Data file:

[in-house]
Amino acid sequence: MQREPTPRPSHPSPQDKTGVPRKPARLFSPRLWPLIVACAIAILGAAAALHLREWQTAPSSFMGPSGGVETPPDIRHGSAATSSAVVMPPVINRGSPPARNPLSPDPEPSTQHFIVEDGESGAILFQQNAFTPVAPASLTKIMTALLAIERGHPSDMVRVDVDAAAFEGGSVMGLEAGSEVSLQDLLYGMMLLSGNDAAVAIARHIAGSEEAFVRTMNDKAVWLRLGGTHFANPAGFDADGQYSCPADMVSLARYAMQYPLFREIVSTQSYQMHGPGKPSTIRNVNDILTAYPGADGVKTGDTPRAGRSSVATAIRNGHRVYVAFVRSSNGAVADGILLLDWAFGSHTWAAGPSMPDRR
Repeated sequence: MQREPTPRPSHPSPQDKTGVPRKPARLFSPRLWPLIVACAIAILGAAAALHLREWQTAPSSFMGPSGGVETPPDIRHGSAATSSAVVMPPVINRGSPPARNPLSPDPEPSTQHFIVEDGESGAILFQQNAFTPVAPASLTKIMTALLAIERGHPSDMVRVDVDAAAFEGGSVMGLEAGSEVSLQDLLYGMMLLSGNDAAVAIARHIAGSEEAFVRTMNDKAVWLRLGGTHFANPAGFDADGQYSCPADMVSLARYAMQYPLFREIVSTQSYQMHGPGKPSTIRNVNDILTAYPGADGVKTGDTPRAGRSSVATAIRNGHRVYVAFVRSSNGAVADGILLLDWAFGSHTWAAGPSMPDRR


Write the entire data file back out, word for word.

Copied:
[in-house]
Amino acid sequence: MQREPTPRPSHPSPQDKTGVPRKPARLFSPRLWPLIVACAIAILGAAAALHLREWQTAPSSFMGPSGGVETPPDIRHGSAATSSAVVMPPVINRGSPPARNPLSPDPEPSTQHFIVEDGESGAILFQQNAFTPVAPASLTKIMTALLAIERGHPSDMVRVDVDAAAFEGGSVMGLEAGSEVSLQDLLYGMMLLSGNDAAVAIARHIAGSEEAFVRTMNDKAVWLRLGGTHFANPAGFDADGQYSCPADMVSLARYAMQYPLFREIVSTQSYQMHGPGKPSTIRNVNDILTAYPGADGVKTGDTPRAGRSSVATAIRNGHRVYVAFVRSSNGAVADGILLLDWAFGSHTWAAGPSMPDRR
Repeated sequence: MQREPTPRPSHPSPQDKTGVPRKPARLFSPRLWPLIVACAIAILGAAAALHLREWQTAPSSFMGPSGGVETPPDIRHGSAATSSAVVMPPVINRGSPPARNPLSPDPEPSTQHFIVEDGESGAILFQQNAFTPVAPASLTKIMTALLAIERGHPSDMVRVDVDAAAFEGGSVMGLEAGSEVSLQDLLYGMMLLSGNDAAVAIARHIAGSEEAFVRTMNDKAVWLRLGGTHFANPAGFDADGQYSCPADMVSLARYAMQYPLFREIVSTQSYQMHGPGKPSTIRNVNDILTAYPGADGVKTGDTPRAGRSSVATAIRNGHRVYVAFVRSSNGAVADGILLLDWAFGSHTWAAGPSMPDRR